The Cave: Deeper and Darker, by David Bax
Not surprisingly, we tend to imagine people who devote their lives to the doing of good deeds as gaining happiness and satisfaction from their works. But in Feras Fayyad’s new documentary, The Cave, we meet a group of medical professionals—and one woman in particular, Amani Ballour—whose undeniable heroism is not always able to dampen the effects of the inhumanity they bravely face every day.
In Ghouta, Syria, five years of constant bombings by the Syrian Army (with Russian air support) has reduced the local hospital to little more than its basement levels, earning it the nickname The Cave. Though Ballour and her team are not characters in a story in the way they would be if this were fiction, Fayyad provides them with an arc in which we see the unceasing helplessness of their situation grind them down and deepen their despair. By the film’s finale, a barrage of wounded, traumatized and dying patients, we understand that the stakes are not whether they can triumph over evil but whether they can keep going until someone helps them.
While The Cave’s final act may be enough to induce post-traumatic stress even in viewers, the onslaught ensues from the beginning. The opening shots show us the remnants of a skyline, like broken, rotted teeth. Before the damage can even register, a new wave of bombs obscures the city in fireballs and smoke. Once we’re below with Ballour, the rockets scream aboveground day and night like B-movie monsters. The sounds of children’s voices and of explosions never come far enough apart. The kinds of prayers offered up from this hospital take the forms of, “Damn them,” “May God destroy the Russians” and other such entreaties.
That last bit is nearly enough to inspire bitter laughter. But the women of The Cave do indulge in gallows humor. The constant need to feed staff and patients amid the scarcity of food and the low quality of ingredients is an ongoing joke, the kind of thing you laugh at to keep from crying or screaming.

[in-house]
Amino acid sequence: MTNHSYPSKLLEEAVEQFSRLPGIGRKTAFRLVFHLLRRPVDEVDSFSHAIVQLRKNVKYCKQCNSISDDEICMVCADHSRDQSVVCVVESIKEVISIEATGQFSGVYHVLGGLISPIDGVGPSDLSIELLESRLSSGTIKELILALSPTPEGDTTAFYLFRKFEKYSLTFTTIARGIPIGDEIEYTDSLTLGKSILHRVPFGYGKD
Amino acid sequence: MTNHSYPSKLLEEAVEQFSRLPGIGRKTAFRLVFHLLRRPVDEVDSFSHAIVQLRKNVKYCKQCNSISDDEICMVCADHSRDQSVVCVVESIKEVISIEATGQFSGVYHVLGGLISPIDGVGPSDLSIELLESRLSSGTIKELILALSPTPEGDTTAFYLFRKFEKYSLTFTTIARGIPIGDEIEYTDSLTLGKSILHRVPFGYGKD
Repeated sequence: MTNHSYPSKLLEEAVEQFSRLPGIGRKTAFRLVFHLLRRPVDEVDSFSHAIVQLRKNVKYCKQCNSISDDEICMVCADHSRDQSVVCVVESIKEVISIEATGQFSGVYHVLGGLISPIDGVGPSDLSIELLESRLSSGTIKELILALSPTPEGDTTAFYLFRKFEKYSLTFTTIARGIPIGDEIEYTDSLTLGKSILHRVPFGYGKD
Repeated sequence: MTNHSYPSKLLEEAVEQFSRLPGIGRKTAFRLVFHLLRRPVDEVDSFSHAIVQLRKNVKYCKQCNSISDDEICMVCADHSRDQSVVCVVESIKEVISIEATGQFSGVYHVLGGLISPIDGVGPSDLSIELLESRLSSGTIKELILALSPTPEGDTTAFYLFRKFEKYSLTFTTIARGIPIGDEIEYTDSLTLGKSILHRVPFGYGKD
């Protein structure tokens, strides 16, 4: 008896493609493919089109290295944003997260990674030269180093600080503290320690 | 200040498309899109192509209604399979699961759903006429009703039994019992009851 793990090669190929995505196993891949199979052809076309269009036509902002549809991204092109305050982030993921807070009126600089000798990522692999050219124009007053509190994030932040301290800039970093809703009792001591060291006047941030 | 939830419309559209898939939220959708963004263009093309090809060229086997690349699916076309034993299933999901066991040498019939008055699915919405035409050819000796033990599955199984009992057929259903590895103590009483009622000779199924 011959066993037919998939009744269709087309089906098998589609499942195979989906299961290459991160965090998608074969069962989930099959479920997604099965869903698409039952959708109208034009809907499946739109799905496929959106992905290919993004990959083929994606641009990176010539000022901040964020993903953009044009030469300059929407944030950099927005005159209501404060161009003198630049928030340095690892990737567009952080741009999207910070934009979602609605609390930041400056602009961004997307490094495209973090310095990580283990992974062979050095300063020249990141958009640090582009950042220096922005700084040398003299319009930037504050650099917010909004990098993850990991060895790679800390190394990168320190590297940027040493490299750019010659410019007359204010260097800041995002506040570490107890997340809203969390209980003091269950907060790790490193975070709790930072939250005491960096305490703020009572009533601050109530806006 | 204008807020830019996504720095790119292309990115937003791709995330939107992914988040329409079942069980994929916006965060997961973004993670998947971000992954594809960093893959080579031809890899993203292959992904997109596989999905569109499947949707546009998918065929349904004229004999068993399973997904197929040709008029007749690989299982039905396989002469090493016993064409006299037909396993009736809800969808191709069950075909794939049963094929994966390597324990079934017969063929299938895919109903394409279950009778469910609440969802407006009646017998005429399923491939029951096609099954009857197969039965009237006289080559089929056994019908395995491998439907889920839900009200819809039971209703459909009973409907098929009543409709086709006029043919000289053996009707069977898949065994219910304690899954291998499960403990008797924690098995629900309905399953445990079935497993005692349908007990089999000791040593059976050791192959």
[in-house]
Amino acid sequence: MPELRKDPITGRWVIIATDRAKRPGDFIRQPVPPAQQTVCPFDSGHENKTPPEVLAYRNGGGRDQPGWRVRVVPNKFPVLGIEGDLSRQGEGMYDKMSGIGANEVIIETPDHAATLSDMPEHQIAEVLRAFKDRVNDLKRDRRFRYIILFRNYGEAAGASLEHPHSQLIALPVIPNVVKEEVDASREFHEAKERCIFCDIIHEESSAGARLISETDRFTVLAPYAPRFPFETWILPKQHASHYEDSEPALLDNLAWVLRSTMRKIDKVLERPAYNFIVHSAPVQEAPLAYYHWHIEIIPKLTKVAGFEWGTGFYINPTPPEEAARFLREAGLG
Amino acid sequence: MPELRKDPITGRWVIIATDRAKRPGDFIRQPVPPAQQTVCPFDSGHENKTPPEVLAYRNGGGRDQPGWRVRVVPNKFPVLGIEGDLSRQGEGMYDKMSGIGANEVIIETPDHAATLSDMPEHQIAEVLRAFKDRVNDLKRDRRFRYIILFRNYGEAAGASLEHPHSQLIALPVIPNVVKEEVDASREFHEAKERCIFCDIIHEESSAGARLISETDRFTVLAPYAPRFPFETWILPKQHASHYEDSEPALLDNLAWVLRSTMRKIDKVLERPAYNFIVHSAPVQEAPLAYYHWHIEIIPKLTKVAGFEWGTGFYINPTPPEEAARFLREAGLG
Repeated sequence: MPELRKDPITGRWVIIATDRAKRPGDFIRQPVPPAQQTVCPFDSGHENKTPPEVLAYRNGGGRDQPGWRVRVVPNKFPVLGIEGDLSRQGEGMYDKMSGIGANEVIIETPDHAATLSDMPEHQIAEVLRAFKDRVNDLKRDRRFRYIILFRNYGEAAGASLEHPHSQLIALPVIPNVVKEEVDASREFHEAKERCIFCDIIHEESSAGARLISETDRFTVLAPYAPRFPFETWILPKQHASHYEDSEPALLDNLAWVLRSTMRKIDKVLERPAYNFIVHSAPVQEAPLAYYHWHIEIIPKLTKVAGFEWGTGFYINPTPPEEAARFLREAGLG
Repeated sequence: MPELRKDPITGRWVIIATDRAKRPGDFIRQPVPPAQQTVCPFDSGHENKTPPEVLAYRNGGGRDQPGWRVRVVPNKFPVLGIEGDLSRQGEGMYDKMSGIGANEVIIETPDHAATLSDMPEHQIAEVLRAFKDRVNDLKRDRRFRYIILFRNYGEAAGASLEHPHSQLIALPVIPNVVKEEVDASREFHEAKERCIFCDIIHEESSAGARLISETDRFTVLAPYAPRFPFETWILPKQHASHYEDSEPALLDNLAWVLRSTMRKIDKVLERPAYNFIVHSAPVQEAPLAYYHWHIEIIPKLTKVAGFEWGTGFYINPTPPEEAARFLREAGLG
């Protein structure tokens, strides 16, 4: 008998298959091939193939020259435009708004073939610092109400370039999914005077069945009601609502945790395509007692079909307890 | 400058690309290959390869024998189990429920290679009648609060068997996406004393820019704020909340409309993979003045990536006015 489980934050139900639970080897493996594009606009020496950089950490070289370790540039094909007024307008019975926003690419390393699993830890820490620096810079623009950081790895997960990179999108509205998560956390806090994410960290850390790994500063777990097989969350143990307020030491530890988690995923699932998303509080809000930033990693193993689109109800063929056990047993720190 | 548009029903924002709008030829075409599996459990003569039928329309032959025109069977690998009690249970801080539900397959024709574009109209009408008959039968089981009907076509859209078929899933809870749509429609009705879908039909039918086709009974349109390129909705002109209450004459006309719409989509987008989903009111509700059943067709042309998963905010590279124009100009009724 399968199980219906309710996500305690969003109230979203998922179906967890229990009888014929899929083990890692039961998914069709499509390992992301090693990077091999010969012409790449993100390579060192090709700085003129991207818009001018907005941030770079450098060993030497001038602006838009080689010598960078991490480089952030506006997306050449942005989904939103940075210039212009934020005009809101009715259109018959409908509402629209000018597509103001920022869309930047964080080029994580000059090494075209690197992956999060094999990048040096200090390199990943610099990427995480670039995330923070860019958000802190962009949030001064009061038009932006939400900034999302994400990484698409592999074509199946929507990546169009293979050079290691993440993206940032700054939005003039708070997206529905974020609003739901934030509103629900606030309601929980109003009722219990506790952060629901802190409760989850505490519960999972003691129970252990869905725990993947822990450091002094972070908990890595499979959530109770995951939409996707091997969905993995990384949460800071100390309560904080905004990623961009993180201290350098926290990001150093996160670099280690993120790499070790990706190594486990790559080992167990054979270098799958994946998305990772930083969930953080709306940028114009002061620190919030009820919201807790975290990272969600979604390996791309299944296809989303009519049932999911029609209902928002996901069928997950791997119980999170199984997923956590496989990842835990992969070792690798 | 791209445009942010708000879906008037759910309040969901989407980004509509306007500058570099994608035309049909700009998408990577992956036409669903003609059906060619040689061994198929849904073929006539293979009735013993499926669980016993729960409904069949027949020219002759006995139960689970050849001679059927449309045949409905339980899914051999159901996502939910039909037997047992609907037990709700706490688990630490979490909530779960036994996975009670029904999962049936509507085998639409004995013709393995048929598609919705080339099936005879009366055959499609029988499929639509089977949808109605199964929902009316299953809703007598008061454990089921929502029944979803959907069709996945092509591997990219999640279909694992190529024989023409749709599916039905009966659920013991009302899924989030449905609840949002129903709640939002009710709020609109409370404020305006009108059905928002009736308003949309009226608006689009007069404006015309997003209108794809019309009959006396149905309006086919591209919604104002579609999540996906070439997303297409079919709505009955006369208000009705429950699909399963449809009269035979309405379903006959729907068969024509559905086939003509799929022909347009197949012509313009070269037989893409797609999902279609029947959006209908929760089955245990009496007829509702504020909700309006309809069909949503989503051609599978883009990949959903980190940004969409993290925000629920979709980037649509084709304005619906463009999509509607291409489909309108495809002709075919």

The Cave’s unrelenting honesty, even when you may wish for a respite, comes as a result of Fayyad’s intangible skills as a documentarian. The seemingly complete lack of awareness of the camera displayed by his subjects is a rare trick for a director to pull off. Or maybe that kind of self-regard just goes out the window for those constantly surrounded by the death of others and the immediate possibility of their own.
Fayyad undoubtedly has an opinion on the events he’s captured, their position in the world’s list of priorities and what ought to be done about them. But any manipulation here is hard to argue with in the face of the facts and the irrefutable individual moments here that will anger you or break your heart, like the patient who is certain he would get better results at a hospital run by a man or the surgeon who plays soothing music from his phone when he has no anesthetic. The Cave is not the kind of advocacy documentary meant to make you feel good. It’s meant to make you acknowledge that you know right from wrong and ask yourself what you are willing to do about it.